Staff Meeting Ideas

j0289525Often, I am asked if I have any ideas about how to make monthly staff meeting more fun and productive at the same time. Here are a few of my favorite things to do at staff meeting:

– They choose a book that all agree to read (i.e., “Overcoming the Five Dysfunctions of a Team” by Patrick Lencioni, “Emotional Intelligence” by Travis Bradberry and “The Strategy of Satan: how to detect and defeat him” by Warren Wiersbe) then they discuss a chapter at each meeting.

– Bring in a monthly special guest to talk about a particular subject (i.e., date rape, abusive relations, understanding clients, emotional intelligence)

– Everyone does the personality test, DISC, that is more advanced and used for team building.

– You as, the leader, start asking tough questions. (i.e., what are we really doing and how can we do better; what would it take to double the number of women we serve; what could we do to be more accountable in our positions)

– Ask everyone to write down their worst case scenario for their position and let everyone brain storm on solutions.Vacation_Car_Beach_Trip_Clipart-3trans

– Once a quarter have the field trip. Go visit other PMCs, a major donor (this is so much fun), medical offices, adoption agency, woman’s shelter, etc. (or the beach for fun…)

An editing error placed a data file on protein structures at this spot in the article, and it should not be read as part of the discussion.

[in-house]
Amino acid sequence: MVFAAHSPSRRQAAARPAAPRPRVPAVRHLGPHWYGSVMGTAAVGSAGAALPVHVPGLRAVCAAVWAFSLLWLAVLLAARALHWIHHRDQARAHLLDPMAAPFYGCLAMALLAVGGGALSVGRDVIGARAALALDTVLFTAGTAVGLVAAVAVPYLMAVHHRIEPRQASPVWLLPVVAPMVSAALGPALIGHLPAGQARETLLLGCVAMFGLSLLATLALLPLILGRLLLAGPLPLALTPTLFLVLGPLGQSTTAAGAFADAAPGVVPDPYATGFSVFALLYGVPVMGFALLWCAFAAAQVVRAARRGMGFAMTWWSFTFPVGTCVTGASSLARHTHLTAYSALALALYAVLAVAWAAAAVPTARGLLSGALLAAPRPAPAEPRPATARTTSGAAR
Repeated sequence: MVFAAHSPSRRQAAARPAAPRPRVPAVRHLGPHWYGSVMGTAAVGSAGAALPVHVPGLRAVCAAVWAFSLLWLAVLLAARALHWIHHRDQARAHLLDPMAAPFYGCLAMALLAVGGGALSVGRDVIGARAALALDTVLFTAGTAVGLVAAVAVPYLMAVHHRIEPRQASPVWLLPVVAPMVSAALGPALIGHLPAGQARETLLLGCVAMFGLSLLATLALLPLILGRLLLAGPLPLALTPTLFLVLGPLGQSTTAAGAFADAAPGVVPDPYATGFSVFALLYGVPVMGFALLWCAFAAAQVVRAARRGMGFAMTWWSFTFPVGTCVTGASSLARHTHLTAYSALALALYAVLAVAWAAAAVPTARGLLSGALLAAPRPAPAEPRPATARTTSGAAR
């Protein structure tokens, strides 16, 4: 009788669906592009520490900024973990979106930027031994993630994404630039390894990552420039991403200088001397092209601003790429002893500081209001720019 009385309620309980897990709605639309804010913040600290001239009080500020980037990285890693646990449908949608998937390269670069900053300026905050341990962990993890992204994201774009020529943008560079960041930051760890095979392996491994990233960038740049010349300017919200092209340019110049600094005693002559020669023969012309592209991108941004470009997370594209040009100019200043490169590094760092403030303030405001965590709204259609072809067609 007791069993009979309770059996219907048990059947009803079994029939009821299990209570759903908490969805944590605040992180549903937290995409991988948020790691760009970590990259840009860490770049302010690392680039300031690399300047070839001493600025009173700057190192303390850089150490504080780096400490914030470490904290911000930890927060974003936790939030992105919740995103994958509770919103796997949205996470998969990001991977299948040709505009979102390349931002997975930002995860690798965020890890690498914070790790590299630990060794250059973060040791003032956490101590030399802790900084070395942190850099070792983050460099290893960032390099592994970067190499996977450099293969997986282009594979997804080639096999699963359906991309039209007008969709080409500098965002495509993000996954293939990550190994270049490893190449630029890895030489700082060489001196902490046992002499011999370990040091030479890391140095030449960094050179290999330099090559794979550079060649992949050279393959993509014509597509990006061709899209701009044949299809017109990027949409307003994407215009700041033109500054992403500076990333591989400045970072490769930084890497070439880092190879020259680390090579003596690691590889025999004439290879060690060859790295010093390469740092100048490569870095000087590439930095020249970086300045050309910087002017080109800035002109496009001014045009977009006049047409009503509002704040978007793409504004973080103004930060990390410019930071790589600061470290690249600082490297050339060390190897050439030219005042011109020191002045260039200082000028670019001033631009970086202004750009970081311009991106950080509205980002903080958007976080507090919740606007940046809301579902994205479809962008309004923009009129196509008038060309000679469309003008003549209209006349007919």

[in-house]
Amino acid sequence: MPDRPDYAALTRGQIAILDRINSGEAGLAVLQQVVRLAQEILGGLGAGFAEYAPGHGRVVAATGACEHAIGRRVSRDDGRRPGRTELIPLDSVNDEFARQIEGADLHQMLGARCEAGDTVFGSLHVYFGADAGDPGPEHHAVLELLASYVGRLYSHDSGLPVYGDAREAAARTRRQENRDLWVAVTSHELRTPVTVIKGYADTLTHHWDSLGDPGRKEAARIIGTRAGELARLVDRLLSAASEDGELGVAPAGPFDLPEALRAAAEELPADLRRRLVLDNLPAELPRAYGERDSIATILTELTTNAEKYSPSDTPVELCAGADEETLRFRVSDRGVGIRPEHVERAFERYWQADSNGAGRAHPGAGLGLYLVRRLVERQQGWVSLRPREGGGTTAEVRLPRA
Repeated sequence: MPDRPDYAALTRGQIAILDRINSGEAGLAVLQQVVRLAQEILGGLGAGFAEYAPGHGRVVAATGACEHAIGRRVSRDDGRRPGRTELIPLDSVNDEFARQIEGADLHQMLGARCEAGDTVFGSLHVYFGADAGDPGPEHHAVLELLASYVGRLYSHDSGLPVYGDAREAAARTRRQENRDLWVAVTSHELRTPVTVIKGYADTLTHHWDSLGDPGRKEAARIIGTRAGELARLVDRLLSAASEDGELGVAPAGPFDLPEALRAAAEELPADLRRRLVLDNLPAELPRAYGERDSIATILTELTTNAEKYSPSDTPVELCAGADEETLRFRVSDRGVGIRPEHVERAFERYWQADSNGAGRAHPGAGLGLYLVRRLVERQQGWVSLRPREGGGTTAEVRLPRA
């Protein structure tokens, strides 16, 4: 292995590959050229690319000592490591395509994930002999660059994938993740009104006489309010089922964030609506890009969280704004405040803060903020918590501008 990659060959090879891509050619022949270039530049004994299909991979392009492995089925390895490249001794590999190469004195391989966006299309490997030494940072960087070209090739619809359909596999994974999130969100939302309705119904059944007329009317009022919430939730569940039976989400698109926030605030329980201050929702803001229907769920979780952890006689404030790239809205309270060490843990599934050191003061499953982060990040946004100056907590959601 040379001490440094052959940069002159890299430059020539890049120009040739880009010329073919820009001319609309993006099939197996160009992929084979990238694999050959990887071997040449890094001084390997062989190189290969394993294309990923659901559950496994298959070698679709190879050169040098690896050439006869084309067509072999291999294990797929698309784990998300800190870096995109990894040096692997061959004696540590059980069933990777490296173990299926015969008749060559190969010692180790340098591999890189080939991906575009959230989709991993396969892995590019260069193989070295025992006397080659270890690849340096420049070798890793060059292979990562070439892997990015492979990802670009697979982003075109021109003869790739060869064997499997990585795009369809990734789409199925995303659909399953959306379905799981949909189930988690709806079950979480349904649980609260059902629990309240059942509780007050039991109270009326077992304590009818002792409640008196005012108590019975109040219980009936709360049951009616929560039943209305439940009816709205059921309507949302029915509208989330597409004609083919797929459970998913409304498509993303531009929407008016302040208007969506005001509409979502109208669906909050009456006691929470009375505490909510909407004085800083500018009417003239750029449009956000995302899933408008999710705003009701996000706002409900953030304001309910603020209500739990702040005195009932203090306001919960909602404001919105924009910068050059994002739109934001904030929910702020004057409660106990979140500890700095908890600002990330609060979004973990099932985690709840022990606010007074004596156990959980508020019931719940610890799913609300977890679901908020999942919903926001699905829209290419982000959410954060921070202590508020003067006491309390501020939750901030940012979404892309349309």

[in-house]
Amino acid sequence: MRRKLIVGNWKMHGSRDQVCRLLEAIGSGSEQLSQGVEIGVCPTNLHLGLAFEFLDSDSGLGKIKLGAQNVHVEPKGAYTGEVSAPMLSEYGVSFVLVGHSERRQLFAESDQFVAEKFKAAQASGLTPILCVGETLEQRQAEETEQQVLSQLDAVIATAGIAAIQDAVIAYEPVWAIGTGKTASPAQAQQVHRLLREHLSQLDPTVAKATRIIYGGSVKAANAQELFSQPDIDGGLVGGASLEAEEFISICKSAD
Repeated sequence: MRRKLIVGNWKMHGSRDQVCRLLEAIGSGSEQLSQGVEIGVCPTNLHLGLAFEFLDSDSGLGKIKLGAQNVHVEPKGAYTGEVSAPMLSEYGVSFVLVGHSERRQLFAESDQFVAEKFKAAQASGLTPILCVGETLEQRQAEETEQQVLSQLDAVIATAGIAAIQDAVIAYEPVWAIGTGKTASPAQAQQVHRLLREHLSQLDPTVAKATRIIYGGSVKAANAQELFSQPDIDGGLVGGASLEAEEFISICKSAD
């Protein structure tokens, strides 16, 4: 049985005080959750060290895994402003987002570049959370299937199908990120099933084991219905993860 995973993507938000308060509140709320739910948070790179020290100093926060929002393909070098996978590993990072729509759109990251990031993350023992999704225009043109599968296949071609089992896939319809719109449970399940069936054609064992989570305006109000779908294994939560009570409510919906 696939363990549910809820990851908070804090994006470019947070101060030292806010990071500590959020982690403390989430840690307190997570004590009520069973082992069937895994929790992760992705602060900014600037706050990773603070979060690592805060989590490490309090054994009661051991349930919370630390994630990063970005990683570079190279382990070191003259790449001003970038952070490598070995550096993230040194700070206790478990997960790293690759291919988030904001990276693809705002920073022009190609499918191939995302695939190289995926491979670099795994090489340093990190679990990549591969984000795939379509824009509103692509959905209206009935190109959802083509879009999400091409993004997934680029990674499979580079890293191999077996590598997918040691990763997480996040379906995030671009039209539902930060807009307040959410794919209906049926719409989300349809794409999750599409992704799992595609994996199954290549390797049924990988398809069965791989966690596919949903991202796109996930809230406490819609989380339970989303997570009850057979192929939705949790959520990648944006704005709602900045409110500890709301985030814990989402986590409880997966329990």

– One center told me that their staff traded jobs for a day the week prior to the staff meeting and the group shared what they learned.

– Hold a mini strategic planning session imagining if your organization received a million dollar gift, what would they do with it, what would the organization look like?

– Spend some time of the meeting playing a game (Bingo, Mexican Train, etc). Sometimes, staff forgets to play. Research shows that employees are happier with fun time and that often means higher performance.

– Move the furniture around in one of the offices. No kidding. This is fun and increases team building skills. Seriously!

– Implement a secret pal program.

– Ask them “If you could change one thing about this organization, what would that be?”

– At the beginning of year, require that they set tangible, challenging but realistic, goals for their position and hold them accountable.

– Ask the question – “What are we doing right?” “What are we doing well?” “What could we do better?” “What, if anything, should we stop doing?”

– Ask them what one new thing would they like to learn this year that would impact their effectiveness at work.

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